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LGBT Forum Provides Low Point of Day Two at NCMR

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LGBT Forum Provides the Low Point of Day Two

It is 3:30 pm and I am back in the fancy press lounge with my head in my hands after a dismal presentation, “Purple Politics: Coverage of LGBT Issues in the Media. A Swiss media guy just told me about an all-night party attached to the conference that I most certainly will not attend. I want to get this review out before I hustle over to Arianna Huffington’s panel on “Reaching the Masses.”

After recent gay baiting on the OEN site about women wanting to be men, I was hopeful that I would learn something about the political context of gay and lesbian issues. That is what the panel description offered. I could not have been more wrong, once again was embarrassed to be in attendance at a panel, and am totally frustrated at another waste of valuable time.

Before the panelists gleefully try to “out” me for gay hatred and closeted tendencies, which seemed to be the theme of their presentation, let me say that I am dedicating this piece of writing to two people. One is my dear friend Ron who died of HIV in the late seventies, before the scourge had a name in the mainstream media. Ron was my dancing partner, talking partner, a shoulder to cry on, and I would have married him in a heartbeat if the thought had crossed his mind. His granny was always hopeful that would marry one day. Ron was my protector in a corporate media structure that was heinous to women in those days. He was a beautiful man, inside and out.

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The second person is a woman singer/songwriter, my kahuna, whom I wrote a tribute to on these pages when I was in Hawaii. It was a car crash that killed her body, but societal definitions of sexuality and beauty certainly killed her sprit many times over in her short time on this earth. Ginny, Ron, this is for the two of you. I love you both, still.

I pray that there were no other press representatives from outside of the gay community at this presentation. I can also fully understand why the ABC affiliate in the Twin Cities has tanked in the ratings if the kind of “coverage” of gay sex scandals presented to the audience here is indicative of standard news coverage at KSTP.

Producer Brandon Benavides should be careful when he is a panelist at what is supposed to be a gathering of alternative media. This was not intended to be (I don’t believe) a sniggling, simpering attack on individuals who have already been ridiculed and vilified for closeted sexual escapades. I am referring to Senator Larry Craig, the reverend Ted Haggard, Mike Jones, Mark Foley and Edward Schrock who have already been dragged through the press and vilified. This was an opportunity for Benavides to flounce his hatred and it was not dignified. Oh, I know I will catch heck for the “flounce” word.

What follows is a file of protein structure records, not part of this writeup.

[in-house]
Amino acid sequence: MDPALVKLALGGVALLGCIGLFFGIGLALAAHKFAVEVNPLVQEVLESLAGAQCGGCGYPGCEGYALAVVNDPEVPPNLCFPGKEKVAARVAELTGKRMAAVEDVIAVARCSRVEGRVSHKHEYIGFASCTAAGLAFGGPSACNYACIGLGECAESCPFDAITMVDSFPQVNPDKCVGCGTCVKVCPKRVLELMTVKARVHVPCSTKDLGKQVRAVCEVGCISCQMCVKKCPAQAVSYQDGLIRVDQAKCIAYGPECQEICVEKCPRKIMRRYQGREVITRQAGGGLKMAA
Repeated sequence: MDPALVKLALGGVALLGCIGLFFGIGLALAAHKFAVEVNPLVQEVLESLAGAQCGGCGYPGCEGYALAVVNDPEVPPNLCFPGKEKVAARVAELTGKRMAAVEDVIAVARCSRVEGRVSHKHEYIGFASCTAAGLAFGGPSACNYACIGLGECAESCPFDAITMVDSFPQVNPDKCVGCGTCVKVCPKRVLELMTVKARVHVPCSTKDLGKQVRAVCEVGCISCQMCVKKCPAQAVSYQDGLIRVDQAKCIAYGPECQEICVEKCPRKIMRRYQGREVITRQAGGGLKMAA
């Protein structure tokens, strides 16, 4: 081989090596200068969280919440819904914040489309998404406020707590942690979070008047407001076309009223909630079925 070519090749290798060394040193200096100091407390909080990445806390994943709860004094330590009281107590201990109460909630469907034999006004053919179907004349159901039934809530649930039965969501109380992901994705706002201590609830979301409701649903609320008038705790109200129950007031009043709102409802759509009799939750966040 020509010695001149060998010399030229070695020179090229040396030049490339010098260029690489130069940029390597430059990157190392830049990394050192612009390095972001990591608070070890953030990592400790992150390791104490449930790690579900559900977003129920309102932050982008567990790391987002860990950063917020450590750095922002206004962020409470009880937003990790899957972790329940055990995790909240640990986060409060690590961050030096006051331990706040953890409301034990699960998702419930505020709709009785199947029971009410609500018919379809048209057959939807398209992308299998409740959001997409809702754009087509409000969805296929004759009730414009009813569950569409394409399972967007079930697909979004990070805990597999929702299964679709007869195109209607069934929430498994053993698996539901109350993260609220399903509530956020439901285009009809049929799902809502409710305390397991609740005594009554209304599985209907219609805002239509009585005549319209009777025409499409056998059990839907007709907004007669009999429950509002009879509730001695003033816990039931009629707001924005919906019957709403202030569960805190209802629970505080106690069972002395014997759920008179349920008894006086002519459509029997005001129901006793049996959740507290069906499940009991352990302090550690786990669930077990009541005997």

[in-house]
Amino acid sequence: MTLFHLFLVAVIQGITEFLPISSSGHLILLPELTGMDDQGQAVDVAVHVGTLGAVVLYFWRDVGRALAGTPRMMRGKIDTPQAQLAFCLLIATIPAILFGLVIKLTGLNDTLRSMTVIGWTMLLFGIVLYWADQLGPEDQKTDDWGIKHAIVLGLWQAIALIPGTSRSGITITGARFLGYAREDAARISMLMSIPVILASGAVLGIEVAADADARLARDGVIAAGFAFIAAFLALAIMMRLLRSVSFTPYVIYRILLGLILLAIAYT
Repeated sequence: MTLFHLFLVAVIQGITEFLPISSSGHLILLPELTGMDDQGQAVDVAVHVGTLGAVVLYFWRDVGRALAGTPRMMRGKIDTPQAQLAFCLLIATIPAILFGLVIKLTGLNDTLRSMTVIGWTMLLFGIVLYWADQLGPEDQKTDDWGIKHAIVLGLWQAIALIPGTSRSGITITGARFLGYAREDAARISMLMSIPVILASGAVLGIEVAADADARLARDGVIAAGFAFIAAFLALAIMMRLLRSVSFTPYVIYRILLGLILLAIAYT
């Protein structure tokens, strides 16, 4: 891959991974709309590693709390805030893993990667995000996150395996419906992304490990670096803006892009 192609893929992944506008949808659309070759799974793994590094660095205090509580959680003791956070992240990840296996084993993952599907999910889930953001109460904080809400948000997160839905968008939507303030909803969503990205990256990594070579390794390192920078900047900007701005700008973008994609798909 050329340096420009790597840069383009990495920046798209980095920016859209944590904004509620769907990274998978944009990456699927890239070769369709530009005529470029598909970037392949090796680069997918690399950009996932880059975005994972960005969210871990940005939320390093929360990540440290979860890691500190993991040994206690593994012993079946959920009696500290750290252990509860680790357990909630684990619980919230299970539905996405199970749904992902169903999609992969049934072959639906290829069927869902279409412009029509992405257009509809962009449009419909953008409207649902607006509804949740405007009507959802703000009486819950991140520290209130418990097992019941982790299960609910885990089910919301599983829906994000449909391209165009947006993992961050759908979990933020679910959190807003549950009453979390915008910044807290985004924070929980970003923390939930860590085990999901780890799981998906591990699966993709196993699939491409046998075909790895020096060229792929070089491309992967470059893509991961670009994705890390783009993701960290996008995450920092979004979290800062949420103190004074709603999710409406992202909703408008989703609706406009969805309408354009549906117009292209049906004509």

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Journalists did not need to learn the exact location of the bathroom at MSP airport where Craig was caught in a sting operation for homosexual soliciting, so we could “check it out.” The suggestion from Benavides was disrespectful and degrading. Plus, I had brought an African journalist along so that he could learn how to counter negative gay stereotypes on his home turf. He looked at me and said, quite rightly, “What are we learning here?” and begged me to stand up and redirect the discussion. Perhaps I should have.

Mike Rogers, blogger at PageOneQ, presented a totally incomplete “history” of coverage of gay and transgender persons in media. It was completely HIS STORY, neglecting to even mention the tremendous contributions of gay and lesbian and feminist women of the seventies and eighties. I am not going to write the history here, but to leave out the writers such as Jill Johnston and Kate Millet who were VERY visible in the media is to rewrite the era.

The only panelist who had anything to offer was the very young Tania Unzueta of Radio Arte in Chicago. Media does need to cover gay and lesbian immigrants who face a triple whammy in society by virtue of color, gender, and orientation issues. However, her youth and enthusiasm caused her to use language that was a total turn-off, and which had no business in what was billed as a serious, solution-oriented discussion.

This group was preaching to the choir and did a whole lot of damage to at least one person in the audience who had hoped to learn something.

I am not giving up. There is a responsible way to address gay issues that is not a reaction to slurs. I intend to find it. Ginny and Ron would have never been so unkind, cruel or ever exhibit such a total lack of class as this panel did, in my opinion.

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http://www.georgianne-nienaber.com

Georgianne Nienaber is an investigative environmental and political writer. She lives in rural northern Minnesota, New Orleans and South Florida. Her articles have appeared in The Society of Professional Journalists' Online Quill (more...)
 

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